Why We Should Support Black Lives Matter

ANCA activists attend a rally with Dr. Martin Luther King Jr.
ANCA activists attend a rally with Dr. Martin Luther King Jr.

ANCA activists attend a rally with Dr. Martin Luther King Jr.

BY RAZMIG SARKISSIAN and ALIK OURFALIAN

It’s hard to turn a blind eye to what’s going on around us in the United States. A minority group in pain, continuously persecuted for centuries in the Land of the Free. As Armenians living in a diaspora community, current events in America should speak loud and clear to us.

Our ancestors were systematically discriminated against. They were singled out for their identity. They were considered inferior. They were deported, tortured, raped, and killed simply because they were Armenian. A campaign of genocide was carried out against them by the state.

We still feel the consequences today. Western Armenia and our ancestral homes were seized from us. We were born in countries that are foreign to us. In America, we have felt un-welcomed at times. We have endured bigotry and hatred, stereotypes and prejudice.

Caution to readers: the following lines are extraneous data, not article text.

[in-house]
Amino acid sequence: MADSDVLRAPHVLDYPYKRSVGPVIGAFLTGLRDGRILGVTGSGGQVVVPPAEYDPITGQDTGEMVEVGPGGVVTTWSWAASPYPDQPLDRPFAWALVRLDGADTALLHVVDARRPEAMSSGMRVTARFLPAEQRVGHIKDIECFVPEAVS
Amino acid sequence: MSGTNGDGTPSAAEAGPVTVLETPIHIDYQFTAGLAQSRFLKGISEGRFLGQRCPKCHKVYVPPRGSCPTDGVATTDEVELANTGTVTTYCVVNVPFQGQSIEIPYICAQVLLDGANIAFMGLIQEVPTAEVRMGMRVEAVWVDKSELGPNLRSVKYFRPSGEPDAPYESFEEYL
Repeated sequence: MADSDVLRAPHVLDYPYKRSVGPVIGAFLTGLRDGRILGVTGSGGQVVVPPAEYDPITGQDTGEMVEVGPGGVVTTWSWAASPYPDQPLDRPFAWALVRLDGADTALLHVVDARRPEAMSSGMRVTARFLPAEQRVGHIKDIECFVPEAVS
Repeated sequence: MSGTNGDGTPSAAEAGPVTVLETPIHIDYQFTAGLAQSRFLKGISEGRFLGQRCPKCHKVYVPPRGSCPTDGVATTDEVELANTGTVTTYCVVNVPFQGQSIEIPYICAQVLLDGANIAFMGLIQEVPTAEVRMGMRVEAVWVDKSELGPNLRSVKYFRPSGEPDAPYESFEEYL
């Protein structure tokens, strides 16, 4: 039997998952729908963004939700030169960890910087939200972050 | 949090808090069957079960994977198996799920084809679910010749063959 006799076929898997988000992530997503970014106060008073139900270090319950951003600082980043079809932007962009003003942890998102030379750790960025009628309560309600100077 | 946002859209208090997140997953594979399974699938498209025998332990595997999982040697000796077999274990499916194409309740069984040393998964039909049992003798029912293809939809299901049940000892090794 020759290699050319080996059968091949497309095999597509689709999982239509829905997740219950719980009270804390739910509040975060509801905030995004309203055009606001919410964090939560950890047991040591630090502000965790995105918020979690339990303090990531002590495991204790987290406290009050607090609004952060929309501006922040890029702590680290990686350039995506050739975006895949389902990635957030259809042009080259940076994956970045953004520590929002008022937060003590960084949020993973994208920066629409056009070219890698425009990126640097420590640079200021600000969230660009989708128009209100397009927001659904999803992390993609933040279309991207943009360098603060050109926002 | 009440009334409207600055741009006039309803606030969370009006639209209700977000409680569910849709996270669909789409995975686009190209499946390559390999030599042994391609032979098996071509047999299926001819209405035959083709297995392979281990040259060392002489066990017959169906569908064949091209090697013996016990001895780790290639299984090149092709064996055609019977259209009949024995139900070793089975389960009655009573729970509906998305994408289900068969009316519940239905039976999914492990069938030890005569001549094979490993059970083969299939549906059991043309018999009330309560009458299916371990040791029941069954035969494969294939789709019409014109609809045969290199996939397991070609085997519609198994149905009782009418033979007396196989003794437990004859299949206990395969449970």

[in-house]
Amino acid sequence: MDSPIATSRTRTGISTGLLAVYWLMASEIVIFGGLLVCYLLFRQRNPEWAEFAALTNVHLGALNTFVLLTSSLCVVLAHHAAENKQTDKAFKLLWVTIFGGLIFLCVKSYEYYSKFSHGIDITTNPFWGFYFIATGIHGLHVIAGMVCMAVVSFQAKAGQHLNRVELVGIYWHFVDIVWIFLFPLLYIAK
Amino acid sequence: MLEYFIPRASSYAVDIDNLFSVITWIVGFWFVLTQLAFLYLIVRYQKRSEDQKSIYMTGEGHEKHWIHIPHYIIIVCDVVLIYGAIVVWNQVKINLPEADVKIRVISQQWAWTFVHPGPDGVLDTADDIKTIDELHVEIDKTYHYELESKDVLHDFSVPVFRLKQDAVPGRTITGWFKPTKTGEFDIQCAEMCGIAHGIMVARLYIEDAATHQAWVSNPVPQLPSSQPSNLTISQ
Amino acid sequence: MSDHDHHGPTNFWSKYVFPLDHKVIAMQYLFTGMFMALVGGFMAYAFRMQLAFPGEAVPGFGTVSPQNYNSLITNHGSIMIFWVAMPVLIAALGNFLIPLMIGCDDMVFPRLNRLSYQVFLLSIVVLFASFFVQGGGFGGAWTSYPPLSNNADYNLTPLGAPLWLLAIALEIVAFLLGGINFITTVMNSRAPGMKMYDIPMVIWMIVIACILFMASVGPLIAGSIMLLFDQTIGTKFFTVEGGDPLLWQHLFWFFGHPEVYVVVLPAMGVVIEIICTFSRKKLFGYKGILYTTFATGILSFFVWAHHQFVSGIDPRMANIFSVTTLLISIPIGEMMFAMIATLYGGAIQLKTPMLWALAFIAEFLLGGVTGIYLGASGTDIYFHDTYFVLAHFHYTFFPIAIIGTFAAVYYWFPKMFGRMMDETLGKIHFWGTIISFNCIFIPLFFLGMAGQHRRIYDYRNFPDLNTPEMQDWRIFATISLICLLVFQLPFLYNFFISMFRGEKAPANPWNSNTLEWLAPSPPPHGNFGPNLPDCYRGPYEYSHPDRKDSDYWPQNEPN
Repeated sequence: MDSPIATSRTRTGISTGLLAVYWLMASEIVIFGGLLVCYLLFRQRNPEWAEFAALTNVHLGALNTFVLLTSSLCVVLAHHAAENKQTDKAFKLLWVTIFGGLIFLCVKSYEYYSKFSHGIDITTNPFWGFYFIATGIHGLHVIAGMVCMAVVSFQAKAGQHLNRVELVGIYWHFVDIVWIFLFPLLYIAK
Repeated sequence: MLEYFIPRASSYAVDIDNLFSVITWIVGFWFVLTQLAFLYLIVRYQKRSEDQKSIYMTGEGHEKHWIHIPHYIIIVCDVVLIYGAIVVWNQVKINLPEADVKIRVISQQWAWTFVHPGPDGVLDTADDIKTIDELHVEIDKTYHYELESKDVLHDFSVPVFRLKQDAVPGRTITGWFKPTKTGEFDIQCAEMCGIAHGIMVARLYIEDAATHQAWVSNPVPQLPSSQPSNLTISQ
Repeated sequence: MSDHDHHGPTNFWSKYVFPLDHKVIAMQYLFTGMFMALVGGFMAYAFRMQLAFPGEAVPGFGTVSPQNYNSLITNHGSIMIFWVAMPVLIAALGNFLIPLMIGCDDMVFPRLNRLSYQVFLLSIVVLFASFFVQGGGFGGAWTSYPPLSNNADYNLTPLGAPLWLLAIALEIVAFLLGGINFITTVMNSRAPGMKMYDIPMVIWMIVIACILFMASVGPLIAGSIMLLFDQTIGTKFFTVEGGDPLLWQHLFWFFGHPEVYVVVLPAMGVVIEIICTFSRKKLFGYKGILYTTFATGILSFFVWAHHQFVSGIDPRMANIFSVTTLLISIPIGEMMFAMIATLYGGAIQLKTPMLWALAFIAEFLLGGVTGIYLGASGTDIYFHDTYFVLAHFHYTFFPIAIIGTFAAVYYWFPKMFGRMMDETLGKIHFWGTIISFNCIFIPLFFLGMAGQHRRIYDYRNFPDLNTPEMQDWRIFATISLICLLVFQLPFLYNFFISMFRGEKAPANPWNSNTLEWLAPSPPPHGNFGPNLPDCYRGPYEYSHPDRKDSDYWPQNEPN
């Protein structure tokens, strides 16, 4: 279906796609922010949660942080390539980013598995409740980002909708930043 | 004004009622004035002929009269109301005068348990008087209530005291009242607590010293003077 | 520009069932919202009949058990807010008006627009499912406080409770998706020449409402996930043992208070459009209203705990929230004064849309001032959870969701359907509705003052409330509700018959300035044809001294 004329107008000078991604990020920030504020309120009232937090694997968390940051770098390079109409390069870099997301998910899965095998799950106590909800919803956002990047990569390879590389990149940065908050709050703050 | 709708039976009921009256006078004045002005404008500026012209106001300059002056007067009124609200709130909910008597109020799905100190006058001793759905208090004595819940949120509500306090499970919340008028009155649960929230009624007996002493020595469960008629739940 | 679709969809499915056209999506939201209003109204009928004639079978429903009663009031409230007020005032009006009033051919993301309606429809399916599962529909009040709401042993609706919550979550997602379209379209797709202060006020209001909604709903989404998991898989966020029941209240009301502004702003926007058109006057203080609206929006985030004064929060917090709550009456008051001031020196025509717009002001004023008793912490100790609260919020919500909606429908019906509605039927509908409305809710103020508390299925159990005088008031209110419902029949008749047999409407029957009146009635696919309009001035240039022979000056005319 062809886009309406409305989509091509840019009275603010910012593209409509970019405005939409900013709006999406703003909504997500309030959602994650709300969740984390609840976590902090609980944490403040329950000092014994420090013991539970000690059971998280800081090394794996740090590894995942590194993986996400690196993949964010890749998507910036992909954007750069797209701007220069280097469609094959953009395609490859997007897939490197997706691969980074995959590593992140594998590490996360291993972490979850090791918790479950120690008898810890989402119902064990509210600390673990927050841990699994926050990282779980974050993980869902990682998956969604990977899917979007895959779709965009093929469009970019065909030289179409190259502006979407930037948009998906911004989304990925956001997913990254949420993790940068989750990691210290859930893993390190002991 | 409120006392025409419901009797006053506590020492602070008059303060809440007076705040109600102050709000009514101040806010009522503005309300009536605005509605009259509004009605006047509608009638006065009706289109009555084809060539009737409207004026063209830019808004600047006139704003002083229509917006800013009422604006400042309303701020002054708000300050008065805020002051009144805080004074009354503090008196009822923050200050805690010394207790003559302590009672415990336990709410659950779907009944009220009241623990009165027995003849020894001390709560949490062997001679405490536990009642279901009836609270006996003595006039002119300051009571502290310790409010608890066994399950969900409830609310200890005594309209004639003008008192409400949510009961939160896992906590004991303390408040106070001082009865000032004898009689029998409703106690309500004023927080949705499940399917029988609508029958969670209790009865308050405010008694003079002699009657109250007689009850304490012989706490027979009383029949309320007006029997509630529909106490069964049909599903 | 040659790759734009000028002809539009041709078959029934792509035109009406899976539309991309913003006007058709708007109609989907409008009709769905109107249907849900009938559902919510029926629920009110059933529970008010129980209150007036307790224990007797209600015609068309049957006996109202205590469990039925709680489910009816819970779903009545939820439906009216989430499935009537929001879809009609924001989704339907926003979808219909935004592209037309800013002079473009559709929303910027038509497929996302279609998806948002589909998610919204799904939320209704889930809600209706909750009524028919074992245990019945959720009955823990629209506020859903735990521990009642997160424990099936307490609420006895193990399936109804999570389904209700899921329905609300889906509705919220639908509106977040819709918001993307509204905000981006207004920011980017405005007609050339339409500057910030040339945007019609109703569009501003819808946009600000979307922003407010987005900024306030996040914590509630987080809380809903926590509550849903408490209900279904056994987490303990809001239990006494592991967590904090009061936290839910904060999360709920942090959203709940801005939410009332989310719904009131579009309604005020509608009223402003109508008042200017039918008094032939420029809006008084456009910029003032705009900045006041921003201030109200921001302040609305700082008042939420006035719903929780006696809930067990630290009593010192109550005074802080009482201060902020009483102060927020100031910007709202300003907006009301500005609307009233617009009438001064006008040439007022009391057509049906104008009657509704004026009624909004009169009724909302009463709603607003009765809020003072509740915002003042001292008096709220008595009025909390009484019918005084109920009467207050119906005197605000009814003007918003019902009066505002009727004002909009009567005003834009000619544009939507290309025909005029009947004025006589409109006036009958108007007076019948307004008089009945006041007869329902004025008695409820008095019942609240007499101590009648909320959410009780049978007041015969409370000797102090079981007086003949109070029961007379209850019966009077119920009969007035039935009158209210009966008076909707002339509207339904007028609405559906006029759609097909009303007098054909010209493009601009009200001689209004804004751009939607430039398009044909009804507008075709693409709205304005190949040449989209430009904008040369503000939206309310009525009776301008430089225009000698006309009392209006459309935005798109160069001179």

But the reality is that we don’t face the kind of stigmatization or discrimination that African-Americans face. We don’t feel the fear African-Americans in this country face every day, the fear that they will be killed for simply existing. We have privilege. In America, it speaks volumes that our skin and racial identity often passes for white. We don’t live in marginalized communities. We aren’t victim to institutionalized racism and discrimination anywhere near as often. We don’t know what it’s like to be a person of color in America.

But we know that pain. We should know that pain. Our ancestors felt that pain. We should empathize with that pain.

African-Americans, too, feel the generational trauma that has carried with them for centuries. Slavery, segregation, racism: these are things we learn in our history classes but they are far from being history. Slavery may not exist today, but its trauma persists. Segregation is unlawful today, but its ramifications continue marginalizing and disproportionately affecting African-American communities. Racism? Racism definitely exists today. A white woman in Central Park calling the police because she feels threatened by the mere presence of a black man. White men fatally shooting a black man jogging on the street. A white police officer suffocating a black man to death despite him pleading that he can’t breathe. And these happened just in the past few weeks.